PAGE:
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A sayadaw (Burmese: ဆရာတော်, IPA: [sʰəjàdɔ̀]; lit.'royal teacher', and alternatively spelled hsayadaw, sayado, sayāḍo or sayāḍaw) is a Burmese Buddhist title used to reference the senior monk or abbot of a monastery.[1] Some distinguished sayadaws would often be referred to as a sayadawgyi (ဆရာတော်ကြီး, as a sign of reverence. The terms "sayadaw" and "sayadawgyi" originally corresponded to the senior monks who taught the former Burmese kings. These sayadaws may be influential teachers of Buddhism and also important meditation practitioners. They usually are abbots of monasteries or monastery networks with many resident monks and a lay following.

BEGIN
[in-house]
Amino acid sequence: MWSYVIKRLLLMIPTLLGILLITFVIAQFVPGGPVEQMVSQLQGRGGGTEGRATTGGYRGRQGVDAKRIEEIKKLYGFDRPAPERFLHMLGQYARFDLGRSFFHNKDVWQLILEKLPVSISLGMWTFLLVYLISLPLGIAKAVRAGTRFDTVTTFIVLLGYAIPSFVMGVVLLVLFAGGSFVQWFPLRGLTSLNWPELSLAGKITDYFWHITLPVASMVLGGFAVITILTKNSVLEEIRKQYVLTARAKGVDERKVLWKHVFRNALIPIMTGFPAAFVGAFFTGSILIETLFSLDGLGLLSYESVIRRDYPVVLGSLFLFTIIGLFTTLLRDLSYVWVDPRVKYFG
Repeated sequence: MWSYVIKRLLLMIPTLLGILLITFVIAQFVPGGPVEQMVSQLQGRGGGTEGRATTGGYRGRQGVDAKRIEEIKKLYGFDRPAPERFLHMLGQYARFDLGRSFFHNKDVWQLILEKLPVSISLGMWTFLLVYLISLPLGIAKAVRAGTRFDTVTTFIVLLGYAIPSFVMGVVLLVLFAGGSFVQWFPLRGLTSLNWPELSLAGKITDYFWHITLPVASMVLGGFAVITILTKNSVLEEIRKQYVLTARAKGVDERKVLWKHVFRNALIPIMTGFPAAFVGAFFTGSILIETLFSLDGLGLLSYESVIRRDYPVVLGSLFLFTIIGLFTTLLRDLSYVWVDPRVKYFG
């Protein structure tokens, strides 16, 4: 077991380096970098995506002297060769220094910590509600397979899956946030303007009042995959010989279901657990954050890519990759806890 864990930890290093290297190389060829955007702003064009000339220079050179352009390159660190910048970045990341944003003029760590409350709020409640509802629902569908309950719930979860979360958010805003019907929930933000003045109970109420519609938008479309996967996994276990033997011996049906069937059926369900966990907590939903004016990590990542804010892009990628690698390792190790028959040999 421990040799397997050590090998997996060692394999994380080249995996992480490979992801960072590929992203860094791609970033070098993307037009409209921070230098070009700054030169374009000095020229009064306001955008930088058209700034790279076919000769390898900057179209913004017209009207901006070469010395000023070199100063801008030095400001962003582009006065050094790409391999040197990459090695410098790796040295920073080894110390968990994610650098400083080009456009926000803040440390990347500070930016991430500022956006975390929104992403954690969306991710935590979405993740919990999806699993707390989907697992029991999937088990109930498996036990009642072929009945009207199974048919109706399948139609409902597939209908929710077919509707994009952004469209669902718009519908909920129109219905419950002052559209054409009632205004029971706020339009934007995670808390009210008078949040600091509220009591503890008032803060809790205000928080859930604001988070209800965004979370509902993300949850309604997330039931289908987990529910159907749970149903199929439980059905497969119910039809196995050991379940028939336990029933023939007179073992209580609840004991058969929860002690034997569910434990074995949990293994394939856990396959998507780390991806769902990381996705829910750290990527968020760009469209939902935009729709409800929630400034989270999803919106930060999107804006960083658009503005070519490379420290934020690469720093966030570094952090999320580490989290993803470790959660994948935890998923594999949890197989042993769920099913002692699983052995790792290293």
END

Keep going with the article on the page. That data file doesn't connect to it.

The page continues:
In Buddhism in Burma, several honorific terms exist for Buddhist monks, reflecting their achievements and how many vassas they have passed. The most frequently used terms, which are used as prefixes to the monks' Dhamma name, include:

A sayadaw may be known by his dharma name (ဘွဲ့), a qualified name, or by the name of his monastery. Thus, venerable Mingun Sayadaw, who served as "Chief Respondent" at the Sixth Buddhist council in Yangon, could be addressed as:

List of prominent Sayadaws

The following is a list of some prominent sayadaws in recent Burmese history.

References

  1. ^ "A Glossary of Pali and Buddhist Terms". Access to Insight. December 17, 2013. Retrieved August 21, 2019.